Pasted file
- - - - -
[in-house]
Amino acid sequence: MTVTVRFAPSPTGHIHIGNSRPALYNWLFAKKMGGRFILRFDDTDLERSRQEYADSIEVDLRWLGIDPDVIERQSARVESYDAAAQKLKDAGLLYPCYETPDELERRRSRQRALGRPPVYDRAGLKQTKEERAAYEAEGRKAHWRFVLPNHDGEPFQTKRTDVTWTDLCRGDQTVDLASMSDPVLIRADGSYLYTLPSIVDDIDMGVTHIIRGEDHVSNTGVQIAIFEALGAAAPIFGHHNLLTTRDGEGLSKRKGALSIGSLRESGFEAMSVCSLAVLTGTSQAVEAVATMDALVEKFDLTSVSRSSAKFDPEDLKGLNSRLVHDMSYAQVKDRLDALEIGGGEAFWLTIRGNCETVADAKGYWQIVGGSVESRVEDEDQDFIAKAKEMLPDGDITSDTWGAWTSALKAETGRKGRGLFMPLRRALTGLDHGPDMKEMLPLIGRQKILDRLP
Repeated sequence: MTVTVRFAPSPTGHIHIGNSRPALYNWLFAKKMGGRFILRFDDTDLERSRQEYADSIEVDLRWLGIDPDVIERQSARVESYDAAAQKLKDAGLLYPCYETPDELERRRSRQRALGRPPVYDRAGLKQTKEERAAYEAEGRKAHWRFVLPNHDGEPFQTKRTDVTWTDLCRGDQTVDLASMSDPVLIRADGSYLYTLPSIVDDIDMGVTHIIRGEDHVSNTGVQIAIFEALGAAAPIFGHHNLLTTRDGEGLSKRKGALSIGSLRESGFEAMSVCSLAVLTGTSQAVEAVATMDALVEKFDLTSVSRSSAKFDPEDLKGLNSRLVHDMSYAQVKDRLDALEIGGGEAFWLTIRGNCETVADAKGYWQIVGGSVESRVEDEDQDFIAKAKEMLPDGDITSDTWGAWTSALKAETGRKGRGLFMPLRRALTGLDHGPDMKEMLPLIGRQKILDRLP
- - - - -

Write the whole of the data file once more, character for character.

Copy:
[in-house]
Amino acid sequence: MTVTVRFAPSPTGHIHIGNSRPALYNWLFAKKMGGRFILRFDDTDLERSRQEYADSIEVDLRWLGIDPDVIERQSARVESYDAAAQKLKDAGLLYPCYETPDELERRRSRQRALGRPPVYDRAGLKQTKEERAAYEAEGRKAHWRFVLPNHDGEPFQTKRTDVTWTDLCRGDQTVDLASMSDPVLIRADGSYLYTLPSIVDDIDMGVTHIIRGEDHVSNTGVQIAIFEALGAAAPIFGHHNLLTTRDGEGLSKRKGALSIGSLRESGFEAMSVCSLAVLTGTSQAVEAVATMDALVEKFDLTSVSRSSAKFDPEDLKGLNSRLVHDMSYAQVKDRLDALEIGGGEAFWLTIRGNCETVADAKGYWQIVGGSVESRVEDEDQDFIAKAKEMLPDGDITSDTWGAWTSALKAETGRKGRGLFMPLRRALTGLDHGPDMKEMLPLIGRQKILDRLP
Repeated sequence: MTVTVRFAPSPTGHIHIGNSRPALYNWLFAKKMGGRFILRFDDTDLERSRQEYADSIEVDLRWLGIDPDVIERQSARVESYDAAAQKLKDAGLLYPCYETPDELERRRSRQRALGRPPVYDRAGLKQTKEERAAYEAEGRKAHWRFVLPNHDGEPFQTKRTDVTWTDLCRGDQTVDLASMSDPVLIRADGSYLYTLPSIVDDIDMGVTHIIRGEDHVSNTGVQIAIFEALGAAAPIFGHHNLLTTRDGEGLSKRKGALSIGSLRESGFEAMSVCSLAVLTGTSQAVEAVATMDALVEKFDLTSVSRSSAKFDPEDLKGLNSRLVHDMSYAQVKDRLDALEIGGGEAFWLTIRGNCETVADAKGYWQIVGGSVESRVEDEDQDFIAKAKEMLPDGDITSDTWGAWTSALKAETGRKGRGLFMPLRRALTGLDHGPDMKEMLPLIGRQKILDRLP